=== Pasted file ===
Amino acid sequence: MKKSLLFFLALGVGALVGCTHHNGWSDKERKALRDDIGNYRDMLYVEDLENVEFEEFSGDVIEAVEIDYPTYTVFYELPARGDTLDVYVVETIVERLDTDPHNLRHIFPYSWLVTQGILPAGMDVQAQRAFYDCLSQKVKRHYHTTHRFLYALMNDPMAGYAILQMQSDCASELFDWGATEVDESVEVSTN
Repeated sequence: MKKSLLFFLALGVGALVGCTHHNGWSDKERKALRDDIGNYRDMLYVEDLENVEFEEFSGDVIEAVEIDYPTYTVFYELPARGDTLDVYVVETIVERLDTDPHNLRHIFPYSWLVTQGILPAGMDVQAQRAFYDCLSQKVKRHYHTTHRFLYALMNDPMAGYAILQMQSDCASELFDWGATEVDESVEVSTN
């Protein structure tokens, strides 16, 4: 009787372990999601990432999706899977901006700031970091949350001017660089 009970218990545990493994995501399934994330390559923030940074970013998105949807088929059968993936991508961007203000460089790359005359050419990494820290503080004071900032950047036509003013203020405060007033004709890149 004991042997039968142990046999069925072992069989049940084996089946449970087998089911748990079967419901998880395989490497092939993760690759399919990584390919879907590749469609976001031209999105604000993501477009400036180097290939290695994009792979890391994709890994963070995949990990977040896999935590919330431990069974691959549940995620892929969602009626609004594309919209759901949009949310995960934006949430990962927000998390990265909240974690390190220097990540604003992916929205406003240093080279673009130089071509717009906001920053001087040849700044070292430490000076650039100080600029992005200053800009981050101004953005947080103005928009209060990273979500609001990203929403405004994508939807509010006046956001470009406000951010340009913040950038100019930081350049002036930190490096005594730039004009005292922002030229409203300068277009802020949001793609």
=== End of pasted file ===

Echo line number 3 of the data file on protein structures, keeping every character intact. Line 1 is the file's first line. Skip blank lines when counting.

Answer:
């Protein structure tokens, strides 16, 4: 009787372990999601990432999706899977901006700031970091949350001017660089 009970218990545990493994995501399934994330390559923030940074970013998105949807088929059968993936991508961007203000460089790359005359050419990494820290503080004071900032950047036509003013203020405060007033004709890149 004991042997039968142990046999069925072992069989049940084996089946449970087998089911748990079967419901998880395989490497092939993760690759399919990584390919879907590749469609976001031209999105604000993501477009400036180097290939290695994009792979890391994709890994963070995949990990977040896999935590919330431990069974691959549940995620892929969602009626609004594309919209759901949009949310995960934006949430990962927000998390990265909240974690390190220097990540604003992916929205406003240093080279673009130089071509717009906001920053001087040849700044070292430490000076650039100080600029992005200053800009981050101004953005947080103005928009209060990273979500609001990203929403405004994508939807509010006046956001470009406000951010340009913040950038100019930081350049002036930190490096005594730039004009005292922002030229409203300068277009802020949001793609």